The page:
Country labor markets

Articles in this subject area summarize the current state of specific labor markets. They cover the labor market issues common to all countries but also highlight important developments specific to each country context.

  • The labor market in Switzerland, 2000–2016

    The Swiss labor market has proven resilient to several recent shocks, with unemployment remaining stable and real wages steadily increasing

    Switzerland is a small country with rich cultural and geographic diversity. The Swiss unemployment rate is low, at only about half the OECD average. The rate has remained at that level since the year 2000, despite a massive increase in the foreign labor force, the Great Recession, and a currency appreciation shock, demonstrating the Swiss labor market’s impressive resiliency. However, challenges do exist, particularly related to earnings and employment gaps among foreign and native workers, as well as a narrowing but persistent gender pay gap. Additionally, regional differences in unemployment are significant.
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  • The labor market in Spain, 2002–2016

    Youth and long-term unemployment, which skyrocketed during the Great Recession, were still very high in 2016

    Spain, the fourth largest eurozone economy, was hit particularly hard by the Great Recession, which made its chronic labor market problems more evident. Youth and long-term unemployment escalated during the crisis and, despite the ongoing recovery, in 2016 were still at unsustainably high levels. The aggregate rate of temporary employment declined during the recession, but grew among youth. Most interesting have been the narrowing of the gender gap in labor force participation, the decline in the share of immigrants in employment and the labor force, and the overall increase in wage inequality.
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  • The labor market in Italy, 2000–2016

    Italy has seen moderate recovery since the double-dip recession, but problems persist among the youth and in southern regions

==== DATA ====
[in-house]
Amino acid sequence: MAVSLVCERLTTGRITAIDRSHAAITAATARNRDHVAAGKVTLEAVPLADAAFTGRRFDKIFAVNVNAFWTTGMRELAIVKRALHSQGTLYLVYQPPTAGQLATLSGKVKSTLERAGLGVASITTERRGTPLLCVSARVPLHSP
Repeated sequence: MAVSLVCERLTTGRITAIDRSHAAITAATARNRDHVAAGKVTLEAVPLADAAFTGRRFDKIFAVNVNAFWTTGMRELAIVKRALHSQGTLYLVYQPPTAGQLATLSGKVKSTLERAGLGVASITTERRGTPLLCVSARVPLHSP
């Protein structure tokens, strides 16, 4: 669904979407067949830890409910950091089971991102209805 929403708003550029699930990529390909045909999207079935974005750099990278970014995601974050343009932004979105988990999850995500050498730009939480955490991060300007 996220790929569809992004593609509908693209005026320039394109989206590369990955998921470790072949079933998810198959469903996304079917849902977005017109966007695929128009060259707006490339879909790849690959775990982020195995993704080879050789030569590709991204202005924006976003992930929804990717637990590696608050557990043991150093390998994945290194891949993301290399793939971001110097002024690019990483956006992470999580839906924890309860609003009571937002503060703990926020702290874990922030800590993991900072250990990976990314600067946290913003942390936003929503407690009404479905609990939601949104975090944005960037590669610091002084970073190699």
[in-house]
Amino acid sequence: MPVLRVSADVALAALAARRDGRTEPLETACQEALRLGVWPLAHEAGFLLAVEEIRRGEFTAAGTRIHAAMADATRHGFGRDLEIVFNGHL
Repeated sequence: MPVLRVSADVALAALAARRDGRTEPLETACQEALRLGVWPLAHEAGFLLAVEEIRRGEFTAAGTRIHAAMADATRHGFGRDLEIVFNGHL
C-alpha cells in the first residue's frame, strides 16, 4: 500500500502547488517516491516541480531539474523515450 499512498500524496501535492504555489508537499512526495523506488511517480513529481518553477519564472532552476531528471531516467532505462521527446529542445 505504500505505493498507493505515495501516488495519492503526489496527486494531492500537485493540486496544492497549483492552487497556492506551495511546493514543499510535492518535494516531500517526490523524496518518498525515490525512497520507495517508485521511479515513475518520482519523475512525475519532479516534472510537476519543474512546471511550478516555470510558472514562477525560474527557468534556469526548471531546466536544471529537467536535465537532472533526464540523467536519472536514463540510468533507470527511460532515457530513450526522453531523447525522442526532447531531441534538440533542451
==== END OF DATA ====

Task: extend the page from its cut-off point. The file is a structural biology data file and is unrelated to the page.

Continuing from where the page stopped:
The Italian labor market suffered a sizable negative shock from the double-dip recession and has since experienced a moderate recovery beginning in 2014. Despite some improvement, unemployment remains higher than pre-crisis levels, especially for young workers. Female participation has been slowly increasing. Regional heterogeneity is still high, with the stagnating south unable to catch up with the north. Real earnings have been increasing, but productivity is stable at relatively low levels compared to other European countries. Finally, undeclared employment is high, especially in the south.
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  • The labor market in Austria, 2000–2016

    Fifteen years ago Austria was the “better Germany,” but it has failed to keep up over time

    René Böheim, December 2017
    Austria is an interesting economy due to its strong industrial relations with institutionalized collective bargaining over wage negotiations and working conditions. Currently, Austria’s GDP per capita is high, but unemployment, although comparably low on an international scale, is not declining in the aftermath of the financial crisis. The labor market is also characterized by an increasing share of mostly low-skilled foreign workers. High marginal labor taxes discourage low-skilled workers from leaving social assistance.
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